Exactly how significant is unclear. The Tehran reactor provided the foundation for Iran's nuclear program, but that program now consists of numerous other facilities as well. And over the years, Iran has obtained nuclear aid from various sources, including Russia and the black market network of Pakistani scientist A.Q. Khan. China also has supplied research reactors.
Most of the world's nuclear research reactors, which train students or produce radioisotopes for medicine, fall under IAEA restrictions. Agency inspectors have visited the Tehran facility several times in recent years. Iran says its nuclear program, including the U.S.-supplied reactor, is solely for peaceful purposes.
When arguing for tough penalties on Iran, U.S. officials have pointed to activities in the U.S.-supplied reactor.
In 2004, John Bolton, the State Department's senior arms control official at the time, told a congressional panel that Iran's covert nuclear weapons program was marked by a "two-decades-long record of obfuscation and deceit." He cited experiments in the reactor as part of the evidence.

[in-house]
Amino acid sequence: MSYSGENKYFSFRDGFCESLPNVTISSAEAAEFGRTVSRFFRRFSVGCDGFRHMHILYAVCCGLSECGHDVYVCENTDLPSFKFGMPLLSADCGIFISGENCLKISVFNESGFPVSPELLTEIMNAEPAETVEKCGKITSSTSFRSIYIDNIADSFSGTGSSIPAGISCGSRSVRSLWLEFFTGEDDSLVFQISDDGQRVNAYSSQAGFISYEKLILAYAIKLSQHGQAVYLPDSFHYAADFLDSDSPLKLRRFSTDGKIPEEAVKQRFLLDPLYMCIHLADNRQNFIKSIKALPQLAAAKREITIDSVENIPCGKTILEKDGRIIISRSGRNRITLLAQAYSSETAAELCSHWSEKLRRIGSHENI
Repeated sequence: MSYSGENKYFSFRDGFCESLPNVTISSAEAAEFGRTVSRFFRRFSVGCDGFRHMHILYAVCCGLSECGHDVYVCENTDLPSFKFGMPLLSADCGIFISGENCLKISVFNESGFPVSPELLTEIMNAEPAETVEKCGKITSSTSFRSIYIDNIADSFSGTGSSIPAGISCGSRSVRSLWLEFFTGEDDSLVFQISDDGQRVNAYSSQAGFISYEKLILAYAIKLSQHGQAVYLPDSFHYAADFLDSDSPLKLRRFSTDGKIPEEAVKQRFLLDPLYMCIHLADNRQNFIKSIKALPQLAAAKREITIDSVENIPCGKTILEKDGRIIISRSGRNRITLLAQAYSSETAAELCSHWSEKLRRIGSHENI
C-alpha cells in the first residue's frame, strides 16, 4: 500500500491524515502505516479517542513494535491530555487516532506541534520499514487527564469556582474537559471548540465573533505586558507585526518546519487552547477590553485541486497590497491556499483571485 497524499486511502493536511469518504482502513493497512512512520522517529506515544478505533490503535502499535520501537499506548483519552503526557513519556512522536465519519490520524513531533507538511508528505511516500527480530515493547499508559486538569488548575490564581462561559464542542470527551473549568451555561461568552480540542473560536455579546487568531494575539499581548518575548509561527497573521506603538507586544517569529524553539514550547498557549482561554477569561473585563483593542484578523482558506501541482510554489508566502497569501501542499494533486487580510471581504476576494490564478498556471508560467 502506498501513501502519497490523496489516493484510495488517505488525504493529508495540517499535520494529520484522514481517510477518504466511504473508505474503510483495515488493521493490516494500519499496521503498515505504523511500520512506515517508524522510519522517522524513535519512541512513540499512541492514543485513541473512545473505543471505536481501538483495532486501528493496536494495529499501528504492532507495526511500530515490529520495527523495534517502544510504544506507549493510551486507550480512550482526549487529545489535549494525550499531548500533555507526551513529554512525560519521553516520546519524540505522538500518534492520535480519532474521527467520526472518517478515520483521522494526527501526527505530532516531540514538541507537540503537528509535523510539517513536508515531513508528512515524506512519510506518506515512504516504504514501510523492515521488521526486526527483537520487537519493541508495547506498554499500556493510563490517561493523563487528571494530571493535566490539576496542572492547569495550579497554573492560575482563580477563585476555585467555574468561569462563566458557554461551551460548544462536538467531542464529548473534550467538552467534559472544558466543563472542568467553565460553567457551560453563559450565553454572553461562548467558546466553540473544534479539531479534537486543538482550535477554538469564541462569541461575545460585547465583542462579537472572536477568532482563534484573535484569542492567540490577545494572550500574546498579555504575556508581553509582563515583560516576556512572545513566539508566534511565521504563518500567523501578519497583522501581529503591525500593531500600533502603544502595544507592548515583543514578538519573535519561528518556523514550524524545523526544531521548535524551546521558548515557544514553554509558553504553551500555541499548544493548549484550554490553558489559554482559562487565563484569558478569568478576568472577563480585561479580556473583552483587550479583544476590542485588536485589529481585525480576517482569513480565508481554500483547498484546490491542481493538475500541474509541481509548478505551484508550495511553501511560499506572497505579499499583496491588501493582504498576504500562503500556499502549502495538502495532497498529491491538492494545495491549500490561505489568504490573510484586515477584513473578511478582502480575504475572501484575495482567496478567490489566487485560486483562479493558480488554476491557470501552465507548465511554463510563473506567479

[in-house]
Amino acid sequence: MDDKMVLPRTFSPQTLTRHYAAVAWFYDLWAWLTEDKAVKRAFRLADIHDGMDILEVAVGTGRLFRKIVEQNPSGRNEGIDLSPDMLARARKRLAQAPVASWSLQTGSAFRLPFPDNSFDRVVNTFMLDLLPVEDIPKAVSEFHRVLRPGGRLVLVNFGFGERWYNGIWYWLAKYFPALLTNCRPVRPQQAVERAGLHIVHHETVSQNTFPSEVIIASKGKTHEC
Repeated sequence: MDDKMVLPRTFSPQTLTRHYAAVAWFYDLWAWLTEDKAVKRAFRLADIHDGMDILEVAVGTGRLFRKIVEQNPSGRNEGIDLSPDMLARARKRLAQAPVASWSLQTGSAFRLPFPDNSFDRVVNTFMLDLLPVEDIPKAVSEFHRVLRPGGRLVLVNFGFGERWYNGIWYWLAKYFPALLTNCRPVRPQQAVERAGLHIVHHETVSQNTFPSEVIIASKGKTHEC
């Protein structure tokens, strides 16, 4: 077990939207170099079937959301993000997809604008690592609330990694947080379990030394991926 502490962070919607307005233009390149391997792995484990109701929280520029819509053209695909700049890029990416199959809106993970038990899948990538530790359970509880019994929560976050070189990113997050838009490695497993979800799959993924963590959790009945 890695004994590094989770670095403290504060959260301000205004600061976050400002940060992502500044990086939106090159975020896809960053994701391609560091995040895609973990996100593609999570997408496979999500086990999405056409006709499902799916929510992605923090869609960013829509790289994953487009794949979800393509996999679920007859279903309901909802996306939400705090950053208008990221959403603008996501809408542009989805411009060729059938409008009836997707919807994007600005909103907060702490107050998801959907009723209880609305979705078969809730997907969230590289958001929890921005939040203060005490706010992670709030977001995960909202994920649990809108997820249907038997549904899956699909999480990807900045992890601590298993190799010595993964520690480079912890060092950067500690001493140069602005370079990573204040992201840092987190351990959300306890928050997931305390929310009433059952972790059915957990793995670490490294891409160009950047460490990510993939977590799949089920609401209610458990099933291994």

Several months later, Bolton told another congressional panel that Iran had received technological assistance from companies in Russia, China and North Korea in an attempt to develop missiles capable of delivering nuclear weapons.
Countries that provide Iran such weapons-of-mass-destruction technology "ought to know better," said Bolton, now the American ambassador to the United Nations. If foreign companies aid Iran, the U.S. "will impose economic burdens and brand them as proliferators."
What Bolton didn't note: America's role in Iran's nuclear program.
That role has complicated U.S. efforts to gain support for greater restrictions on Iran. For instance, the U.S. wants Russia to take a firmer stance on Iran's nuclear program and has been critical of Russian efforts to help Iran build a nuclear power plant.
But Russia has noted the U.S. had no problem providing Iran a research reactor and highly enriched uranium when it was politically expedient.
Those who defend the U.S. say it should not be faulted for aiding Iran in the past. "It's not the international community's fault for helping Iran exercise its rights in the past" to develop nuclear energy for peaceful uses, said Lewis, the Harvard expert. "It's Iran's fault for not living up to its safeguards obligation."